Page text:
I assign a “Neutral” rating to Hong Kong-listed mobile game developer and publisher, IGG Inc. (OTCPK:IGGGF) [799:HK]. IGG’s revenue and net profit were down -11% and -13% YoY in FY2019, in tandem with the decline in average monthly billings for the company’s flagship games, Lords Mobile and Castle Clash. IGG’s key challenge is that the company is still too reliant on its two flagship games launched years ago, and the market is waiting for the company’s next big hit before the stock’s valuations can be positively re-rated.
IGG, currently, trades at 4.4 times trailing twelve months’ P/E and 6.7 times consensus forward next twelve months’ P/E. The stock also offers a trailing twelve months’ dividend yield of 6.8% and a consensus forward FY2020 dividend yield of 4.1%. IGG’s balance sheet is very strong, with net cash accounting for approximately 41% of its market capitalization.
A “Neutral” rating for IGG is warranted. While IGG’s valuation remains attractive with P/E multiples in the single-digit, on top of a strong net cash balance sheet, there is little certainty if and when IGG will come up with a new blockbuster game that is as successful as Lords Mobile and Castle Clash.
Readers are advised to trade in IGG shares listed on the Hong Kong Stock Exchange with the ticker 799:HK, where average daily trading value for the past three months exceeds $6 million and market capitalization is above $700 million. Investors can invest in key Asian stock markets either using U.S. brokers with international coverage, such as Interactive Brokers, Fidelity, or Charles Schwab, or local brokers operating in their respective domestic markets.
Started in 2006 and listed on the Hong Kong Stock Exchange in 2013, IGG is a leading developer and publisher of mobile games, more specifically those in the strategy category. Headquartered in Singapore, the company has regional offices in 14 other countries in North America, South America, Western Europe, and other parts of Asia; and the company boasts a registered user base of approximately 740 million across more than 200 countries globally as of end-FY2019. IGG derived 43%, 26%, and 25% of its FY2019 revenue from Asia, North America, and Europe respectively, with other markets accounting for the remaining 6% of the company’s revenue last year.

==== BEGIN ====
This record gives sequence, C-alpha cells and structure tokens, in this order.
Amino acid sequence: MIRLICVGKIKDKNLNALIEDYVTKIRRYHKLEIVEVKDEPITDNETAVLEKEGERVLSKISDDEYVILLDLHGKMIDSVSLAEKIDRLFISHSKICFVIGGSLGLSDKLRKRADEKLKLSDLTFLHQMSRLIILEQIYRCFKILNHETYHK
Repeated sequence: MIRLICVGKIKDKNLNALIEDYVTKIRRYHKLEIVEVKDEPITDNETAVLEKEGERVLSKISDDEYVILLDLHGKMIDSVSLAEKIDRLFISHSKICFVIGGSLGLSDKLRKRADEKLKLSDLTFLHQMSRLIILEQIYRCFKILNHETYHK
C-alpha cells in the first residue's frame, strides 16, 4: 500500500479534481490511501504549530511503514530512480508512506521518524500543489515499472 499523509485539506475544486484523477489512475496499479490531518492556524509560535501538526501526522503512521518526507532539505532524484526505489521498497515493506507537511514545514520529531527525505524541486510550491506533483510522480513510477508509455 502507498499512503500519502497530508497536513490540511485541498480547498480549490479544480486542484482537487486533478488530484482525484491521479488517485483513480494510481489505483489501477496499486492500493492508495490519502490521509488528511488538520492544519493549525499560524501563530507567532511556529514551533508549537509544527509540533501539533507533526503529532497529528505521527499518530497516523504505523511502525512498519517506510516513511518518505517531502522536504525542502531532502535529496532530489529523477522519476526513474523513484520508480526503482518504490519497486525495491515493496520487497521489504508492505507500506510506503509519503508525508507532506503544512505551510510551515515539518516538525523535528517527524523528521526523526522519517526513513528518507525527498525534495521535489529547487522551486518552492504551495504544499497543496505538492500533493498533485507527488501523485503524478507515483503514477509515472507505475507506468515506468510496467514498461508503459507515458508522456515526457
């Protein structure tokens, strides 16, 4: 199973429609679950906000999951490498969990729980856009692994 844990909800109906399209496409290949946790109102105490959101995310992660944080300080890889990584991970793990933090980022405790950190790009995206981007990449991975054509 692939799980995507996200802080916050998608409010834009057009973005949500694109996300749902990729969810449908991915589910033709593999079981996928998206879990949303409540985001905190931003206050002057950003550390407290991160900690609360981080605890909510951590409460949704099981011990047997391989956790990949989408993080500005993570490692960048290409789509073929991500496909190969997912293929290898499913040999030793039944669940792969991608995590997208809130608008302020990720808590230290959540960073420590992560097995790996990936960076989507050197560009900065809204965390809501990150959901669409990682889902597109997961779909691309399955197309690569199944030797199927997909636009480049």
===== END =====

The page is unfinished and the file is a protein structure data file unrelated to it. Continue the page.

IGG’s flagship game is “Lords Mobile” (Real-Time Strategy/Role-Playing Game or RTS/RPG) that was first launched in March 2016, which accounted for 80.7% of the company’s revenue for FY2019 with 8.2 million active users at the end of last year. The company’s prior hit was “Castle Clash” (strategy game) which was first introduced in July 2013. “Castle Clash” has 3.4 million monthly active users at the end of 2019 and contributed approximately 11% of revenue. None of the company’s other games accounted for more than 4% of IGG’s FY2019 revenue.
Revenue Decline For Flagship Games
IGG’s revenue and net profit were down -11% and -13% YoY at $667.6 million and $164.8 million respectively for FY2019. This was largely attributable to a decline in revenue for the company’s flagship games.
Revenue from Lords Mobile declined -10.2% YoY to $539.0 million for FY2019, while Castle Clash saw an even larger drop of -31.1% YoY to $75.9 million last year. This is not unexpected since all games have their own life-cycles, and Lords Mobile and Castle Clash were launched many years back in July 2013 and March 2016 respectively. In the company’s FY2019 financial results announcement, IGG referred to the decline in revenue for Lords Mobile as a “natural drop.”
However, it is still a concern that the decline in average monthly gross billing for Lords Mobile seems to have accelerated in 2H2019, as per the chart below.
Average Monthly Gross Billing For IGG’s Games In The Past Two Years
Source: IGG’s FY2019 Results Presentation Slides
At the company’s FY2019 earnings call on March 5, 2020, IGG clarified that the decline in average monthly gross billing for Lords Mobile “was just a temporary phenomenon” and monthly active users have picked up again in January 2020. The company explained that it was focused on user acquisition for Lords Mobile in South Korea and Japan in late-2019. As a result, new user growth for Lords Mobile decreased towards the end of last year because user acquisition costs are significantly higher in these two countries compared with other parts of the world, and the company commits to a fixed quantum of marketing spend every month.
Monthly active users for Lords Mobile almost halved from 16.0 million as at end-1H2019 to 8.2 million as at end-FY2019, but the number of monthly active users has since recovered to be above 10 million in January 2020. In addition, IGG highlighted at the company’s recent FY2019 earnings call that “the revenue (from Lords Mobile in February) is a lot improved from January” which it attributed to “new content and new methods of play.” Some of these changes will enable experienced gamers to find new challenges and increase their engagement, but it could also potentially discourage new gamers as the level of game difficulty increases.
Similarly, the performance of IGG’s second-highest revenue generator, Castle Clash, is also in the spotlight. The number of monthly active users for Lords Mobile declined from 3.8 million as at end-1H2019 to 3.4 million as at end-FY2019. Also, the number of registered users for Castle Clash only increased marginally from 240 million as at end-1H2019 to 250 million as at end-FY2019; in contrast, the number of registered users for Lords Mobile grew from 240 million to 270 million over the same period.